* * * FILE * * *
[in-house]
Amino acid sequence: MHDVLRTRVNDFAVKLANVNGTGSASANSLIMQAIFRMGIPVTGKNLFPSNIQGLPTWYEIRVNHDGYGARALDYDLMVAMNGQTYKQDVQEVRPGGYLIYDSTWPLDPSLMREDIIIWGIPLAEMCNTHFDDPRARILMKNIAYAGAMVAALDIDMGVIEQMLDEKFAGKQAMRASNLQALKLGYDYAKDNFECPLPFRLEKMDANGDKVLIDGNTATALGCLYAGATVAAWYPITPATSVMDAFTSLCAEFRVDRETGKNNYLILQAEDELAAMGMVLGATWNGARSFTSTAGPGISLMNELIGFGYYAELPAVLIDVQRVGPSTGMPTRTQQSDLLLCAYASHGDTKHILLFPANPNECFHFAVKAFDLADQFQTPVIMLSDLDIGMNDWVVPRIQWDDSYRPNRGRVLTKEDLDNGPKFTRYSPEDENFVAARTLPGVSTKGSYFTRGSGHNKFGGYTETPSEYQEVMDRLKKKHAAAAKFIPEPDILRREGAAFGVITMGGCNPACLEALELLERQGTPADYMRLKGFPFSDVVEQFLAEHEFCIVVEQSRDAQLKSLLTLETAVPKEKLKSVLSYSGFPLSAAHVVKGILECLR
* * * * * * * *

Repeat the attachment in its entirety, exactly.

[in-house]
Amino acid sequence: MHDVLRTRVNDFAVKLANVNGTGSASANSLIMQAIFRMGIPVTGKNLFPSNIQGLPTWYEIRVNHDGYGARALDYDLMVAMNGQTYKQDVQEVRPGGYLIYDSTWPLDPSLMREDIIIWGIPLAEMCNTHFDDPRARILMKNIAYAGAMVAALDIDMGVIEQMLDEKFAGKQAMRASNLQALKLGYDYAKDNFECPLPFRLEKMDANGDKVLIDGNTATALGCLYAGATVAAWYPITPATSVMDAFTSLCAEFRVDRETGKNNYLILQAEDELAAMGMVLGATWNGARSFTSTAGPGISLMNELIGFGYYAELPAVLIDVQRVGPSTGMPTRTQQSDLLLCAYASHGDTKHILLFPANPNECFHFAVKAFDLADQFQTPVIMLSDLDIGMNDWVVPRIQWDDSYRPNRGRVLTKEDLDNGPKFTRYSPEDENFVAARTLPGVSTKGSYFTRGSGHNKFGGYTETPSEYQEVMDRLKKKHAAAAKFIPEPDILRREGAAFGVITMGGCNPACLEALELLERQGTPADYMRLKGFPFSDVVEQFLAEHEFCIVVEQSRDAQLKSLLTLETAVPKEKLKSVLSYSGFPLSAAHVVKGILECLR